“Mainstream fitness advice” is full of nonsense and misleading information. Despite clear ongoing advancements in the field of nutritional science, the majority of fat loss hopefuls out there continue to repeat the same basic mistakes over and over again. Mistakes that unnecessarily over-complicate their diet, negatively impact their progress, and make it far more difficult to achieve the results they’re after.
It’s no wonder why 90% or more of people who begin a cutting phase end up falling off course in the long run and never achieve the physique they truly desire. If you find that you’re not losing fat despite all the effort you’re putting forth in the gym and in the kitchen, there’s a virtual guarantee that you’re making at least one or more of the following critical cutting diet mistakes.
#1 – Your Daily Calorie Intake Is Set Too High.
This is the single most basic, foundation cutting diet mistake you can make. If you want to lose fat consistently, then you need to maintain a calorie deficit over time by burning more calories than you consume. If your daily calorie intake is set too high from the outset, nothing else that you do in your program is going to make any difference at all. A good guideline for most people is to start out by eating about 500 calories below their maintenance level, which is the number of calories you require daily in order to maintain your current weight. This amount is large enough to stimulate significant ongoing fat loss, but small enough to keep your appetite under control, maintain your energy levels and mental focus, and keep your training performance elevated. Make no mistake about it – calories absolutely do matter, and your total net energy balance in the big picture is by far the most important factor in your entire cutting phase.
#2 – You’re Over-Eating Without Realizing It.
Your daily calorie target may be set at the proper level, but there’s also the possibility that you’re actually going over it without realizing it. This is extremely common, and studies have clearly shown that most average fat loss dieters will consistently under-report their true calorie intake when left to their own devices, and often by a significant margin.
This can happen for many different reasons, such as:
-Errors with your food measurements that are adding up throughout the day.
-Going overboard on cheat meals/cheat days.
-Little snacks and other “hidden items” that are sneaking into your diet without being accounted for.
Or, it could just be that you aren’t tracking your fat loss diet closely in the first place and are instead trying to estimate things, but you aren’t doing it accurately.
#3 – Your Calorie Intake Is Set Too Low.
This is the opposite of the first two cutting diet mistakes and typically happens when people try to rush the process using a “crash diet” in an attempt to drop the fat as quickly as possible. More aggressive calorie deficits can work fine for some people over the short term when done correctly, but for the average person, going too low is rarely a good idea. Reduce your calories too far and your appetite will shoot through the roof, you won’t feel good both physically and mentally, your training performance will suffer, and more likely than not, you’ll eventually quit and rebound in the other direction.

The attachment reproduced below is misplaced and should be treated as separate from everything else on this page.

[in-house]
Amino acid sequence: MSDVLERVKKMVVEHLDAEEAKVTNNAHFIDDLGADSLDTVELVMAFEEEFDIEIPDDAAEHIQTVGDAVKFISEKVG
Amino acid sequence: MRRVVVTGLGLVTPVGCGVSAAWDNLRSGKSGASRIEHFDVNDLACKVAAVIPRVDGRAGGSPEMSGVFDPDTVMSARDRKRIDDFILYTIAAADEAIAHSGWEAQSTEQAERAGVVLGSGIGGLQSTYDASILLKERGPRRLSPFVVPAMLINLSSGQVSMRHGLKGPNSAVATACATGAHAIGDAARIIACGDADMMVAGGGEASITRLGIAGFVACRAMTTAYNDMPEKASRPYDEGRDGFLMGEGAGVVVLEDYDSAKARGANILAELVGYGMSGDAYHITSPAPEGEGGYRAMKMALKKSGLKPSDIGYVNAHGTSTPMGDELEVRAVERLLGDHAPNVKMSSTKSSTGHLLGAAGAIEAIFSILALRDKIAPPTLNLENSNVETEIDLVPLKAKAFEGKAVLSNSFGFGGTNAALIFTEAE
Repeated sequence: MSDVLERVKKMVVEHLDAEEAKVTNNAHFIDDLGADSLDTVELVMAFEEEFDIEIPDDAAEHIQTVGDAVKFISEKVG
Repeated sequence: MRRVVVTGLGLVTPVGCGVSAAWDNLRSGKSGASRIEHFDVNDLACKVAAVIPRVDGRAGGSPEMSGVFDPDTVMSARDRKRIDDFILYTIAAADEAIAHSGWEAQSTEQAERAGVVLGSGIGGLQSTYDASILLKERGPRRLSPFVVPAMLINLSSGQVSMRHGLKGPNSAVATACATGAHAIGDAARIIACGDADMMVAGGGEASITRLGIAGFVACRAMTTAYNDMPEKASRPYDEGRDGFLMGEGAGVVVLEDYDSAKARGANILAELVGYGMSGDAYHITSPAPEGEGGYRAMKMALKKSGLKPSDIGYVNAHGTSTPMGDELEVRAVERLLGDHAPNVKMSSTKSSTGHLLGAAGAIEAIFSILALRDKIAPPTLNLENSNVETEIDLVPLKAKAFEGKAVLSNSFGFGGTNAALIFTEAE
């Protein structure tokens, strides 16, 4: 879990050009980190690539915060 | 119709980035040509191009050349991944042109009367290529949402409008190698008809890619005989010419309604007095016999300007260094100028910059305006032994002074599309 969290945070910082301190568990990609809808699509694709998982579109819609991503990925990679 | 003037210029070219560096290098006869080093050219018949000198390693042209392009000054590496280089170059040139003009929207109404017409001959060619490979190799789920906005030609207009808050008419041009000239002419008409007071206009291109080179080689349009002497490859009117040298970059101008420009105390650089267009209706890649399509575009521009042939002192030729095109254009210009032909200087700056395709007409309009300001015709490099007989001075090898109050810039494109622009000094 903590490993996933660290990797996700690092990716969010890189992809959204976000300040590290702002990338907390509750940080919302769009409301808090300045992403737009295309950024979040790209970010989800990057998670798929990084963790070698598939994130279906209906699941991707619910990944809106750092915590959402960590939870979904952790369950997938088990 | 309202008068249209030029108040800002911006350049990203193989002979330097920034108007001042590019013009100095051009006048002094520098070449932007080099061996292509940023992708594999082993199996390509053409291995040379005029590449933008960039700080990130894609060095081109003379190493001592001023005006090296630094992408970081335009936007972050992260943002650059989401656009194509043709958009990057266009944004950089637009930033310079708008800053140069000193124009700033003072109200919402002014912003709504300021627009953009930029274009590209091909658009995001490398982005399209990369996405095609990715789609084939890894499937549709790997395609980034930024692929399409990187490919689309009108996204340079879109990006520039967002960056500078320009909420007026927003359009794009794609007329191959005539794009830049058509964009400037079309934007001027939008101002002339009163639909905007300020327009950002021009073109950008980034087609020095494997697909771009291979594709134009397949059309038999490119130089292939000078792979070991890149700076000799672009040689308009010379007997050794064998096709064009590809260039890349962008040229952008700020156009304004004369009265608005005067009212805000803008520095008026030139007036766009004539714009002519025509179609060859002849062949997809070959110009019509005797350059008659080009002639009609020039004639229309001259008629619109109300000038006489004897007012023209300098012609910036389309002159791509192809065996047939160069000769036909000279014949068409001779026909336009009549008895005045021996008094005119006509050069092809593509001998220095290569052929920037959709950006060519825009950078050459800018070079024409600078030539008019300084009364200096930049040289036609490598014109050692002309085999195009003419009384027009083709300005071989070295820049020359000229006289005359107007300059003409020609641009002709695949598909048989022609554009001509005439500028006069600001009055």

#4 – You Aren’t Eating Enough Protein.
Not only is protein critical for maintaining lean mass during a cutting phase, but it’s also the most filling of the 3 major macro-nutrients. For most average dieters, somewhere between 0.8-1 gram of protein per pound of body weight daily is a good guideline in order to keep your appetite controlled throughout the day.
#5 – You Aren’t Eating Enough Fat.
A lot of people make the mistake of thinking that “eating fat makes you fat” and end up dropping their fat intake to excessively low levels as a result. In reality, all a “low fat diet” is going to do is crash your testosterone levels, impair brain function, decrease your mood, and possibly even increase levels of depression and anxiety in those who are prone to it. In order to prevent these negative effects to your overall health and hormone levels, aim to get around 25% of your total calories from fat, with 20% being the minimum. Fats contain 9 calories per gram, so simply multiply your daily calorie intake by 0.25 and then divide by 9 to get the total grams of fat you should be eating. Remember: dietary fat does not make you fat – excessive total calories do.
#6 – You Aren’t Eating Enough Carbs.
Maybe you are getting enough protein and fat, but you’ve decided to cut your carbohydrate intake way down instead. Low carb diets can be effective in some situations depending on one’s individual body type, but unless you have a very specific reason for doing it, I wouldn’t recommend just aimlessly cutting out carbs from your diet. Doing so will usually cause your appetite to increase, your training performance to drop, and similar to low fat diets, you’ll end up feeling moody, irritable and unable to properly concentrate throughout the day.
As a starting point for your cutting diet, go with the previously recommended figures of 0.8-1 gram of protein per pound of body weight daily, get 25% of your total calories from fat, and then fill in the remaining calories with carbohydrates. In order to calculate this, just keep in mind that proteins contain 4 calories per gram, fats contain 9 calories per gram, and carbohydrates contain 4 calories per gram.
#7 – Your Daily Meal Structure Is Not Suited To Your Appetite.